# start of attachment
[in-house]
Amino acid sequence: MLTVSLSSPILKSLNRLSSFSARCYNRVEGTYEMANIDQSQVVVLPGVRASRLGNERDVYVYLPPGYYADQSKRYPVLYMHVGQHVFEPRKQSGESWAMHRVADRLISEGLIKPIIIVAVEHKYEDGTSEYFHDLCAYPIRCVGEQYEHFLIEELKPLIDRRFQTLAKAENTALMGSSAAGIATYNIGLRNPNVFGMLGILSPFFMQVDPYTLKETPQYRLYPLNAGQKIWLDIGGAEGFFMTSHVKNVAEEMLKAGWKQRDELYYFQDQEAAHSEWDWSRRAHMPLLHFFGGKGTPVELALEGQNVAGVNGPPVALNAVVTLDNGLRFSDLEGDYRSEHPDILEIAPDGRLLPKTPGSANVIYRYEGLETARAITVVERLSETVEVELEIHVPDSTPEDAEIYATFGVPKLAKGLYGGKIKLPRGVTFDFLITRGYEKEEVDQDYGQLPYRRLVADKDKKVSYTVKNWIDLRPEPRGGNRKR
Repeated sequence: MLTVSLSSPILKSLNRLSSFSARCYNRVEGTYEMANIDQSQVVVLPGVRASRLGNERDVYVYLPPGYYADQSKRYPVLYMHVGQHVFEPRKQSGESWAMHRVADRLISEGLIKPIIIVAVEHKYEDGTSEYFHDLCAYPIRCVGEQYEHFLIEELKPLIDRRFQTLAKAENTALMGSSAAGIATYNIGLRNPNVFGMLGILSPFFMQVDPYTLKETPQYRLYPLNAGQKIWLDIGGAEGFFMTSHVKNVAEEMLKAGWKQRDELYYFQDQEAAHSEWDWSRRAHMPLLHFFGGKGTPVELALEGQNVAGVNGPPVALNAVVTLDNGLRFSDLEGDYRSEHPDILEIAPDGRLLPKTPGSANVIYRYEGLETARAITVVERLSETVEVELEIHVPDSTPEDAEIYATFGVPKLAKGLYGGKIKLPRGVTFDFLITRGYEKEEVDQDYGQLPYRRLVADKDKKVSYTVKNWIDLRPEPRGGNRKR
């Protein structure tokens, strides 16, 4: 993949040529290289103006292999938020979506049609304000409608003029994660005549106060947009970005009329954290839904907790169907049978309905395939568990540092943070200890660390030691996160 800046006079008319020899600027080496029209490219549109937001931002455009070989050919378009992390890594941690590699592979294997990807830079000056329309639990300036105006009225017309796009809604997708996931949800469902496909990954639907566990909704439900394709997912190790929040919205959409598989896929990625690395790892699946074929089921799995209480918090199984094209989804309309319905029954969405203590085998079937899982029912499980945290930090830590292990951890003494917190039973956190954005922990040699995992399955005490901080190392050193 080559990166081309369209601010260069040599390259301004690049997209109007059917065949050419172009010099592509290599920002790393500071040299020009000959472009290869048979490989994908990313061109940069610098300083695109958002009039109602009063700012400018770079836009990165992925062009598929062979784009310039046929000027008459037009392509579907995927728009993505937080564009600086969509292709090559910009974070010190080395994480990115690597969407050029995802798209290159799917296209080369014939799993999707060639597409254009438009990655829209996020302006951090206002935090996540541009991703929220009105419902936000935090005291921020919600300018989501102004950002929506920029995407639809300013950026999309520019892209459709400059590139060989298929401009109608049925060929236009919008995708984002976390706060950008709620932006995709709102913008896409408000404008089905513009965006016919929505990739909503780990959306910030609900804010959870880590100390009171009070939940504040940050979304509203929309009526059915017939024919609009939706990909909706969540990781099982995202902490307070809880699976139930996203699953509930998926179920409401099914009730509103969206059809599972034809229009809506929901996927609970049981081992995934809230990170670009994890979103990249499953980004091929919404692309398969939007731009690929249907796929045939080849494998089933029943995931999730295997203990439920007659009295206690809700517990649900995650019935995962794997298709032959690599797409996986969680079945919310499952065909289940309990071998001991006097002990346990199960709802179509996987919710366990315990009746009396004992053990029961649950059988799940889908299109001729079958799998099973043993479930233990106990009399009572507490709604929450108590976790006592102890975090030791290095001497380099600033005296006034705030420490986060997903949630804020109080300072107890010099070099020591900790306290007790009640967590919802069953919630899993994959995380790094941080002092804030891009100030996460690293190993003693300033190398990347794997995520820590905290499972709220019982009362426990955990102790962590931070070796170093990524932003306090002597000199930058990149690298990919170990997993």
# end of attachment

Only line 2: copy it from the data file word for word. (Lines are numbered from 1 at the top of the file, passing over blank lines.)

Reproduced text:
Amino acid sequence: MLTVSLSSPILKSLNRLSSFSARCYNRVEGTYEMANIDQSQVVVLPGVRASRLGNERDVYVYLPPGYYADQSKRYPVLYMHVGQHVFEPRKQSGESWAMHRVADRLISEGLIKPIIIVAVEHKYEDGTSEYFHDLCAYPIRCVGEQYEHFLIEELKPLIDRRFQTLAKAENTALMGSSAAGIATYNIGLRNPNVFGMLGILSPFFMQVDPYTLKETPQYRLYPLNAGQKIWLDIGGAEGFFMTSHVKNVAEEMLKAGWKQRDELYYFQDQEAAHSEWDWSRRAHMPLLHFFGGKGTPVELALEGQNVAGVNGPPVALNAVVTLDNGLRFSDLEGDYRSEHPDILEIAPDGRLLPKTPGSANVIYRYEGLETARAITVVERLSETVEVELEIHVPDSTPEDAEIYATFGVPKLAKGLYGGKIKLPRGVTFDFLITRGYEKEEVDQDYGQLPYRRLVADKDKKVSYTVKNWIDLRPEPRGGNRKR